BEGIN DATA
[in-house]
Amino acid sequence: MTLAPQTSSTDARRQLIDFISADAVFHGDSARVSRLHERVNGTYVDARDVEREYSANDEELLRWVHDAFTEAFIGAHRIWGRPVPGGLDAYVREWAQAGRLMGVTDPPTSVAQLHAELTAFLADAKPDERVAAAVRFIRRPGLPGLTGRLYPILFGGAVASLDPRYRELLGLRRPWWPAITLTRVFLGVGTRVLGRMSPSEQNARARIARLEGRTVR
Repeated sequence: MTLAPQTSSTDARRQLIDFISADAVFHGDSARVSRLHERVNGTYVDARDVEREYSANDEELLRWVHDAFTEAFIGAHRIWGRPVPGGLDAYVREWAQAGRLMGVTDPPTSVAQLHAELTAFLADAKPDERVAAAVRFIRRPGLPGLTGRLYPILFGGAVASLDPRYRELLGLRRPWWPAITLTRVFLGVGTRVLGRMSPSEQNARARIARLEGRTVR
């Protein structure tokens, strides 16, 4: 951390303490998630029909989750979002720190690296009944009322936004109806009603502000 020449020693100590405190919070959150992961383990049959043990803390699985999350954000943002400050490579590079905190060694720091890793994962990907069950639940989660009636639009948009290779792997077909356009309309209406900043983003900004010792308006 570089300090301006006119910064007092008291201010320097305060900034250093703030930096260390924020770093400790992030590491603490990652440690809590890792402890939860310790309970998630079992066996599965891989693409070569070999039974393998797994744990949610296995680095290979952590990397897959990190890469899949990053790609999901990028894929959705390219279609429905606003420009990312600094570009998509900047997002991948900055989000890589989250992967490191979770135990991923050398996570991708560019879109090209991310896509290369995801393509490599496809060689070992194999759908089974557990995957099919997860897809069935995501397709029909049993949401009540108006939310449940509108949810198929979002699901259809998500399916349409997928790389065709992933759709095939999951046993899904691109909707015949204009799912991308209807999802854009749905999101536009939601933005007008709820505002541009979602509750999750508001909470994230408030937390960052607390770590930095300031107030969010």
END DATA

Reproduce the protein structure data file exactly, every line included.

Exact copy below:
[in-house]
Amino acid sequence: MTLAPQTSSTDARRQLIDFISADAVFHGDSARVSRLHERVNGTYVDARDVEREYSANDEELLRWVHDAFTEAFIGAHRIWGRPVPGGLDAYVREWAQAGRLMGVTDPPTSVAQLHAELTAFLADAKPDERVAAAVRFIRRPGLPGLTGRLYPILFGGAVASLDPRYRELLGLRRPWWPAITLTRVFLGVGTRVLGRMSPSEQNARARIARLEGRTVR
Repeated sequence: MTLAPQTSSTDARRQLIDFISADAVFHGDSARVSRLHERVNGTYVDARDVEREYSANDEELLRWVHDAFTEAFIGAHRIWGRPVPGGLDAYVREWAQAGRLMGVTDPPTSVAQLHAELTAFLADAKPDERVAAAVRFIRRPGLPGLTGRLYPILFGGAVASLDPRYRELLGLRRPWWPAITLTRVFLGVGTRVLGRMSPSEQNARARIARLEGRTVR
């Protein structure tokens, strides 16, 4: 951390303490998630029909989750979002720190690296009944009322936004109806009603502000 020449020693100590405190919070959150992961383990049959043990803390699985999350954000943002400050490579590079905190060694720091890793994962990907069950639940989660009636639009948009290779792997077909356009309309209406900043983003900004010792308006 570089300090301006006119910064007092008291201010320097305060900034250093703030930096260390924020770093400790992030590491603490990652440690809590890792402890939860310790309970998630079992066996599965891989693409070569070999039974393998797994744990949610296995680095290979952590990397897959990190890469899949990053790609999901990028894929959705390219279609429905606003420009990312600094570009998509900047997002991948900055989000890589989250992967490191979770135990991923050398996570991708560019879109090209991310896509290369995801393509490599496809060689070992194999759908089974557990995957099919997860897809069935995501397709029909049993949401009540108006939310449940509108949810198929979002699901259809998500399916349409997928790389065709992933759709095939999951046993899904691109909707015949204009799912991308209807999802854009749905999101536009939601933005007008709820505002541009979602509750999750508001909470994230408030937390960052607390770590930095300031107030969010």